In the summer of 1965, what the mainstream media deemed as a “riot” broke out in the Watts neighborhood of southern Los Angeles. Over a six-day period, 34 people were killed, 1,032 injured and over 3,438 arrests were made.
The African-American community in Watts came to its boiling pointing in August 1965 after years of police discrimination, exclusion from high-paying jobs and residential segregation. Racially restrictive covenants had kept 95 percent of Los Angeles real estate off-limits to the black and Asian communities which severely restricted education and economic opportunities.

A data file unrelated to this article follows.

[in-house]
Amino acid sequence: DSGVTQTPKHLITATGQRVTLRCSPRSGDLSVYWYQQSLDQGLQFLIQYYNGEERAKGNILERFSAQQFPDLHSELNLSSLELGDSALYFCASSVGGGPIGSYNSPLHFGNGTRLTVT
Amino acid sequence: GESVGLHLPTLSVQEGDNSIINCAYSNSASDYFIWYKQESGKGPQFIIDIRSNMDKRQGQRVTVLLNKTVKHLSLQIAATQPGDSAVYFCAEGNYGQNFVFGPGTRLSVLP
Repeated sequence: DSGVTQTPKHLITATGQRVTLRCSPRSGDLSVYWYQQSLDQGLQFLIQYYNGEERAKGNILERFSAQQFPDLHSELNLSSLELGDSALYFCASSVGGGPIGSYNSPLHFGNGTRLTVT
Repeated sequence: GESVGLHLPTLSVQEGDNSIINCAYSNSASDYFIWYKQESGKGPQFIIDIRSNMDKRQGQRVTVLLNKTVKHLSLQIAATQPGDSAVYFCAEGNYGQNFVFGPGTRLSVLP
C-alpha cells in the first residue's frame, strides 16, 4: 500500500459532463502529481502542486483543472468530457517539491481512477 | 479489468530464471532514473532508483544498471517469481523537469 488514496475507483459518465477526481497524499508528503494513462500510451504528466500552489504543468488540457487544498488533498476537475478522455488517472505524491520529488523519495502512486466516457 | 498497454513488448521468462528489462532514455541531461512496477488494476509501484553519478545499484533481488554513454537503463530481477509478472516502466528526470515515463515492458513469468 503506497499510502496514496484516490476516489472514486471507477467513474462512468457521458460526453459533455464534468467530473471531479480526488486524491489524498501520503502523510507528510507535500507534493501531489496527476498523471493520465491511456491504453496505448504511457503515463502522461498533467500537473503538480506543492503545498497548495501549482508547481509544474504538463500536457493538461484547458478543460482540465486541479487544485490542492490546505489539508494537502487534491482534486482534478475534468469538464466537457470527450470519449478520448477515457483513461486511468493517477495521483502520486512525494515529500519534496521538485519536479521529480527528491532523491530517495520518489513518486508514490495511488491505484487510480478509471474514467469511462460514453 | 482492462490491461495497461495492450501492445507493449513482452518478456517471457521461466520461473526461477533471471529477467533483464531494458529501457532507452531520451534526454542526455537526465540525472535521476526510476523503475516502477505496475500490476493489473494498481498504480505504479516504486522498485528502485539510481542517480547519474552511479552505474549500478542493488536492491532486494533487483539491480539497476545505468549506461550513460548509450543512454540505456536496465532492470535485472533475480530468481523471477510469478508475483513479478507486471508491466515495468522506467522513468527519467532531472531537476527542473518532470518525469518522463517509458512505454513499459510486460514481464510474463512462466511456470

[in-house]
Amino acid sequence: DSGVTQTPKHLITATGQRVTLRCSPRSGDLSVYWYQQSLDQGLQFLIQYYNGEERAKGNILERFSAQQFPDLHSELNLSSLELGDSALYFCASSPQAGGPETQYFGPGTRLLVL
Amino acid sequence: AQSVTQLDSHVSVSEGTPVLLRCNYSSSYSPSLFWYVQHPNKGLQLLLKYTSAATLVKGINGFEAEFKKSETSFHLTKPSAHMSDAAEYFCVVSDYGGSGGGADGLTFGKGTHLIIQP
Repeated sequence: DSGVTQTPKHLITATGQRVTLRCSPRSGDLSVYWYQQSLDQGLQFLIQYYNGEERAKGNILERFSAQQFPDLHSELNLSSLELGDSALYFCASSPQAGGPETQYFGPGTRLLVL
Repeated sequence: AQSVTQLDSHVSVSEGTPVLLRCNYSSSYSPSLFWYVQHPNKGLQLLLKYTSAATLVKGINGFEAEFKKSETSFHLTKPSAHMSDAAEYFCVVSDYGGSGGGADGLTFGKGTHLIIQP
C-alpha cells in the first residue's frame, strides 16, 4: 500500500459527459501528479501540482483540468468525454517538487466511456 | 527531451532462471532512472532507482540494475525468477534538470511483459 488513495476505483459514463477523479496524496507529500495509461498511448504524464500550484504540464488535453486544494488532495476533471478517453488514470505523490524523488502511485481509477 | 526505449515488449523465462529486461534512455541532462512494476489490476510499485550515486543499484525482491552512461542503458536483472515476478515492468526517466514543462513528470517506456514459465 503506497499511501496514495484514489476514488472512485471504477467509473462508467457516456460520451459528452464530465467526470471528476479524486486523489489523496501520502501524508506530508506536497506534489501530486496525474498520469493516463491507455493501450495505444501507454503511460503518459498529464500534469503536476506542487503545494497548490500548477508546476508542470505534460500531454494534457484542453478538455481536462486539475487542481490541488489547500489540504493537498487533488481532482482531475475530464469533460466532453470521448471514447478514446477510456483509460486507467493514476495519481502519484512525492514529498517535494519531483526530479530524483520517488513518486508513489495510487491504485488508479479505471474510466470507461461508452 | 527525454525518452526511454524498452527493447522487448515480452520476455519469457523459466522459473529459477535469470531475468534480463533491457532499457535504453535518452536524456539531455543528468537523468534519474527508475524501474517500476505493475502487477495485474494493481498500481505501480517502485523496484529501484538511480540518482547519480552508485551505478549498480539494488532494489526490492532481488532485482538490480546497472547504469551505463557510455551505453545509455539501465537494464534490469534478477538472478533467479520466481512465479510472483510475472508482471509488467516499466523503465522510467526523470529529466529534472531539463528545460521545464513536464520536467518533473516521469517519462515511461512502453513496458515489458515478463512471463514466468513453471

Where the black community could buy homes in American suburbia and live out the middle-class dream, significant racial violence escalated. White gangs bombed homes and burnt crosses on the lawns. In response to the assaults, black mutual protection clubs formed and became the basis of the region’s fearsome street gangs.
Images courtesy of LIFE magazine.